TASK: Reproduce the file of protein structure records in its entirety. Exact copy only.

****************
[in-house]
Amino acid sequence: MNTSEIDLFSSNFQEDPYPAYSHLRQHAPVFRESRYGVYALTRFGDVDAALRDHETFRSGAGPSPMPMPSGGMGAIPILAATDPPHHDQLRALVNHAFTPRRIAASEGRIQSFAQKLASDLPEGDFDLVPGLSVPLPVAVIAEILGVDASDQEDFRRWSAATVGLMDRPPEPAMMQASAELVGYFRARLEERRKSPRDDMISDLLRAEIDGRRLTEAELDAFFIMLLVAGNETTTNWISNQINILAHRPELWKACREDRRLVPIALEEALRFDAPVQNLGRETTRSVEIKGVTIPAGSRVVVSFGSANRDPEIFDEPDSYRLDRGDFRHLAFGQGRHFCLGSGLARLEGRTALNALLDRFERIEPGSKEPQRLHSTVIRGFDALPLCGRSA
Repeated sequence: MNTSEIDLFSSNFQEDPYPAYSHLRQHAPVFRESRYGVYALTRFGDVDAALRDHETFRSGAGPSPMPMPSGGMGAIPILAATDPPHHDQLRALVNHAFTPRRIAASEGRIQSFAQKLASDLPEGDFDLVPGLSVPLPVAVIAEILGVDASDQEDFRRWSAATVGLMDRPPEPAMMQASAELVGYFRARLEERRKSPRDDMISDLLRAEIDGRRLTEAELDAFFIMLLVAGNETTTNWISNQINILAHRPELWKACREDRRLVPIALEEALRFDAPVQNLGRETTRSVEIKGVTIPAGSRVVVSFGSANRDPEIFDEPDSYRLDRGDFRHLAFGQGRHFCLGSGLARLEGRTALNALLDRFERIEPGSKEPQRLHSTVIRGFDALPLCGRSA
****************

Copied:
[in-house]
Amino acid sequence: MNTSEIDLFSSNFQEDPYPAYSHLRQHAPVFRESRYGVYALTRFGDVDAALRDHETFRSGAGPSPMPMPSGGMGAIPILAATDPPHHDQLRALVNHAFTPRRIAASEGRIQSFAQKLASDLPEGDFDLVPGLSVPLPVAVIAEILGVDASDQEDFRRWSAATVGLMDRPPEPAMMQASAELVGYFRARLEERRKSPRDDMISDLLRAEIDGRRLTEAELDAFFIMLLVAGNETTTNWISNQINILAHRPELWKACREDRRLVPIALEEALRFDAPVQNLGRETTRSVEIKGVTIPAGSRVVVSFGSANRDPEIFDEPDSYRLDRGDFRHLAFGQGRHFCLGSGLARLEGRTALNALLDRFERIEPGSKEPQRLHSTVIRGFDALPLCGRSA
Repeated sequence: MNTSEIDLFSSNFQEDPYPAYSHLRQHAPVFRESRYGVYALTRFGDVDAALRDHETFRSGAGPSPMPMPSGGMGAIPILAATDPPHHDQLRALVNHAFTPRRIAASEGRIQSFAQKLASDLPEGDFDLVPGLSVPLPVAVIAEILGVDASDQEDFRRWSAATVGLMDRPPEPAMMQASAELVGYFRARLEERRKSPRDDMISDLLRAEIDGRRLTEAELDAFFIMLLVAGNETTTNWISNQINILAHRPELWKACREDRRLVPIALEEALRFDAPVQNLGRETTRSVEIKGVTIPAGSRVVVSFGSANRDPEIFDEPDSYRLDRGDFRHLAFGQGRHFCLGSGLARLEGRTALNALLDRFERIEPGSKEPQRLHSTVIRGFDALPLCGRSA